Monday, September 13, 2010


The US national basketball team won the FIBA world championship last night, proving yet again that black people are way better at basketball than anyone else. Particularly Kevin Durant. The guy is a complete freak. And he's not a freak the way LeBron is a freak. LeBron uses once-in-a-generation athleticism and strength to overpower and overwhelm his opponents. Kevin Durant is something else entirely. Kevin Durant is skill personified. He's more like Larry Bird than LeBron James, and I know that sounds ridiculous but think about it. Larry Bird was one of the whitest guys to ever play professional basketball (Chris Mullin was #1 of course) and I mean that in the best way possible. Larry Bird made his physical shortcomings absolutely irrelevant. It didn't matter that at 6'9" he could barely dunk the ball. It didn't matter that he was about as quick as the Tin Man. It didn't even matter that for years he sported the worst mustache Western society had seen in a century.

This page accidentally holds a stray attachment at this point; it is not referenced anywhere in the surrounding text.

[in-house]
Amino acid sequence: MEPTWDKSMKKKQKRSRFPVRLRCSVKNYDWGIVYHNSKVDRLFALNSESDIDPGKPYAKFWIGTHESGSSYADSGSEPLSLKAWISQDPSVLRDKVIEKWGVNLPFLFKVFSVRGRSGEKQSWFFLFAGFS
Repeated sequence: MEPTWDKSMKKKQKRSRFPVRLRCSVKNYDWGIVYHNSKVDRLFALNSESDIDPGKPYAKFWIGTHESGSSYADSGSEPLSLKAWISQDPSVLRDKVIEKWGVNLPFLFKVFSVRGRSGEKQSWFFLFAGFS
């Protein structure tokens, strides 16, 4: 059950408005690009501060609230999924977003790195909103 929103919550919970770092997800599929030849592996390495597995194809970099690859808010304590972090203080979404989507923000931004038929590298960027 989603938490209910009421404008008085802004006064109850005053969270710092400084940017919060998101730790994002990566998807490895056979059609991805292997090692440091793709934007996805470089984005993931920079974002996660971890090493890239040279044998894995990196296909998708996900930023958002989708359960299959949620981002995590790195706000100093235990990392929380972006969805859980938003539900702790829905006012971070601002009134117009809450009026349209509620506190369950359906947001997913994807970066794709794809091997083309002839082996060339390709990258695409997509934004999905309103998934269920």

Bird's intelligence, court vision, skill and hand-eye coordination were off the charts. Sure, he was extremely talented but he never relied entirely on his natural abilities. He was a student and scholar of the game. His fundamentals were airtight. He saw everything before anyone else. Every night he played he was the smartest and savviest player on the floor. He had ice water in his veins. He was comparable and intimidated by absolutely nobody. He smiled while he torched you. He was the one player of whom the also-incomparable Magic Johnson said "Of all the people I play against, the only one I truly fear is Larry Bird." He had supreme self-confidence and could take over a game from the tip-off but loved nothing more than making his teammates better. And he had the sweetest jump shot the NBA had ever seen before, or since. Kevin Durant is becoming that kind of player, and he already has a jump shot that would have placated Mark Whalberg during his racist phase. Kevin Durant is not big, nor is he particularly strong, but he doesn't need to be. He finds the space, the gaps and if he can't, he'll rise up in your face and shoot the purest shot you'll ever have the privilege of not blocking. His teammates love him. His fans love him. If his passing, handling and defense catch up with his scoring ability, he'll likely be the best player in the NBA and he'll be that player for years and years.